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Help refugees in transition
20 June 2007
by Susan Watson

Mr Huang Guohua escaped to NZ with his daughter Kaixin in 2006. Him and his wife were tortured for several years in labour camps before Chinese authorities beat to death his three-month-pregnant wife. Both were illegally detained for practicing Falun Gong in China. (Epoch Times, June 2007)Mr Huang Guohua escaped to NZ with his daughter Kaixin in 2006. Him and his wife were tortured for several years in labour camps before Chinese authorities beat to death his three-month-pregnant wife. Both were illegally detained for practicing Falun Gong in China. (Epoch Times, June 2007)
Auckland, New Zealand: The number of refugees in the world has increased for the first time since 2002, largely as a result of the crisis in Iraq, the United Nations refugee agency announced on Tuesday.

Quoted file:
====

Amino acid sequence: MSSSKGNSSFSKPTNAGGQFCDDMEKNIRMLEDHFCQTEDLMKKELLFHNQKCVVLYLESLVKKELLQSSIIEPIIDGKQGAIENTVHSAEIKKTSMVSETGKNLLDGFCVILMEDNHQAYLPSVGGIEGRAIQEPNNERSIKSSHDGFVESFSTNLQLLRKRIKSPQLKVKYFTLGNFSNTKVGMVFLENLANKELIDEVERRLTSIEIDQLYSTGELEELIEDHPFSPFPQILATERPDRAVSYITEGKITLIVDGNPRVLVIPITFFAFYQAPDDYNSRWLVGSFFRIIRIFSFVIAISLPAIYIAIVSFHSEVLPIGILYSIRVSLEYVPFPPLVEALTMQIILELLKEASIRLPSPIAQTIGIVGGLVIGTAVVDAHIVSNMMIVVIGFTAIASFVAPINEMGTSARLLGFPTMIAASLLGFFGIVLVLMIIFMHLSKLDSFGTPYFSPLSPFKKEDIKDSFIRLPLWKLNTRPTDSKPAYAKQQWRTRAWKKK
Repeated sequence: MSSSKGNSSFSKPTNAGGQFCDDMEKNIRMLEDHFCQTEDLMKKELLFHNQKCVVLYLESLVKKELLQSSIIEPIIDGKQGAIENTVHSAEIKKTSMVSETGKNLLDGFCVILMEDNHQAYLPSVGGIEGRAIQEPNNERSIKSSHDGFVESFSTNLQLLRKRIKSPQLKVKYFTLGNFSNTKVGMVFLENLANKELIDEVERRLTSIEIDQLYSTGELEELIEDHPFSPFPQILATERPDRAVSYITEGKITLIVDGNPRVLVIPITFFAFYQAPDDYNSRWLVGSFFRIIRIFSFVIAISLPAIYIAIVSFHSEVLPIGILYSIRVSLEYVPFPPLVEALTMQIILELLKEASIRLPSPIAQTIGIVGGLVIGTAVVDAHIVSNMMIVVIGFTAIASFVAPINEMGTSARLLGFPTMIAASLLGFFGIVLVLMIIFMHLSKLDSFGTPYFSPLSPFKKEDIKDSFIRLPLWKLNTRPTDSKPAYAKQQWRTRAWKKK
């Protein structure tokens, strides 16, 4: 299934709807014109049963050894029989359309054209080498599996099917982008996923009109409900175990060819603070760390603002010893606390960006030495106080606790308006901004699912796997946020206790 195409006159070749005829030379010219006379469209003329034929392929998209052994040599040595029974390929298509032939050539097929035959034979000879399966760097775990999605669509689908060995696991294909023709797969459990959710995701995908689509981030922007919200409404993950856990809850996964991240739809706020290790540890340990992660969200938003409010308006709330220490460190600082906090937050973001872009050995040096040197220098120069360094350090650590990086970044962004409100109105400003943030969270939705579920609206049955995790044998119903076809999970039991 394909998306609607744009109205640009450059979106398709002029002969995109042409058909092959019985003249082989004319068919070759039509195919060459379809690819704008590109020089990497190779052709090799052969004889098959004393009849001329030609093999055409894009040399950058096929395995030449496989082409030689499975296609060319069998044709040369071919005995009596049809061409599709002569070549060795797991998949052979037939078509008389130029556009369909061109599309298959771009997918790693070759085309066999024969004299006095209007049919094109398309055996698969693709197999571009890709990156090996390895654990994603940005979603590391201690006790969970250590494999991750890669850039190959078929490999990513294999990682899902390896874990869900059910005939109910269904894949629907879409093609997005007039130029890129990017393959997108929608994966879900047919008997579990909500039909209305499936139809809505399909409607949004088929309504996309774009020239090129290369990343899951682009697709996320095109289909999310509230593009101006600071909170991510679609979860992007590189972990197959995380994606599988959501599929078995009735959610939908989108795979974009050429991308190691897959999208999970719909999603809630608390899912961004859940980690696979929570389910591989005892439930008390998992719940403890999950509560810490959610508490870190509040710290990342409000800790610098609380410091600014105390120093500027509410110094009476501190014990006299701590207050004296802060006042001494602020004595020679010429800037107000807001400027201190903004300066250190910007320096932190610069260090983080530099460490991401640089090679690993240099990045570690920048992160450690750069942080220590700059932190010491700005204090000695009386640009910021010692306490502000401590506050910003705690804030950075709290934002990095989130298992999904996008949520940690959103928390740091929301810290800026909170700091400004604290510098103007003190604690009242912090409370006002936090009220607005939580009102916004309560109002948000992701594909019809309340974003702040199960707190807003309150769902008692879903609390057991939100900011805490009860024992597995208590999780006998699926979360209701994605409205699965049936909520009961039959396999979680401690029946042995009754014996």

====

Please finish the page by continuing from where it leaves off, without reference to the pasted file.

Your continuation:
June 20 marks the sixth anniversary of the UN's World Refugee Day. Each year New Zealand accepts 750 UN refugees, from a variety of countries.

RMS Refugee Resettlement Northern Regional Manager Jill Conway said about 40 percent of the 750 refugees resettle in the wider Auckland region.

"The refugees bring with them a huge amount of strength as survivors, that is what they bring with them to New Zealand," she said.

New Zealand is one of around 14 countries that accepts United Nations refugees, she said.

"New Zealand's approach is a part of a humanitarian programme. Of the 750 that we except, 10 percent are women at risk, and 10 percent have disabilities, who may not have the opportunity to settle in other countries," she said.

She said there were many ways people could help refugees, such as volunteering for RMS.

"Refugees resettlement is a more positive experience if they have the opportunity to meet and talk to their neighbours," she said.

The UNHCR's "2006 Global Trends" report shows the number of refugees under the agency's mandate rising last year by 14 percent to almost 10 million, the highest level since 2002.

If you can volunteer for RMS Refugee Resettlement, helping refugees with their transition to New Zealand, please contact info@rms.org.nz or phone Auckland 629 6421.